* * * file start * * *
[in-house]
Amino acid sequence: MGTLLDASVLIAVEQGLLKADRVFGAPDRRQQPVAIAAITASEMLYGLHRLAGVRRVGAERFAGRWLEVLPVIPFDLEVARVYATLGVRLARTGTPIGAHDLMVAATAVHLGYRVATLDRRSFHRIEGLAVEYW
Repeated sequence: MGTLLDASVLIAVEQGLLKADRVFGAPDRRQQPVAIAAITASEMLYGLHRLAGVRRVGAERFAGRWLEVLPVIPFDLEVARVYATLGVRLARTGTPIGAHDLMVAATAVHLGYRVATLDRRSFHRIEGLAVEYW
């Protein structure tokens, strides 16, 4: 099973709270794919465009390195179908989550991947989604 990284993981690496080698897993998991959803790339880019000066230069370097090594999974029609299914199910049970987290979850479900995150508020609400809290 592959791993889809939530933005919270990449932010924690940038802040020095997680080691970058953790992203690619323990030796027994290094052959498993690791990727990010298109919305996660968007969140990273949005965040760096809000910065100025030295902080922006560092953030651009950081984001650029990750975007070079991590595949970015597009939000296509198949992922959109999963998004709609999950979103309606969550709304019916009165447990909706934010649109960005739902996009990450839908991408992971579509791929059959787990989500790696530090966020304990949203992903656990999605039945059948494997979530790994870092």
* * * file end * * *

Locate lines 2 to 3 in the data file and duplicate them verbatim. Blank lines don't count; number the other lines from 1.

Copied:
Amino acid sequence: MGTLLDASVLIAVEQGLLKADRVFGAPDRRQQPVAIAAITASEMLYGLHRLAGVRRVGAERFAGRWLEVLPVIPFDLEVARVYATLGVRLARTGTPIGAHDLMVAATAVHLGYRVATLDRRSFHRIEGLAVEYW
Repeated sequence: MGTLLDASVLIAVEQGLLKADRVFGAPDRRQQPVAIAAITASEMLYGLHRLAGVRRVGAERFAGRWLEVLPVIPFDLEVARVYATLGVRLARTGTPIGAHDLMVAATAVHLGYRVATLDRRSFHRIEGLAVEYW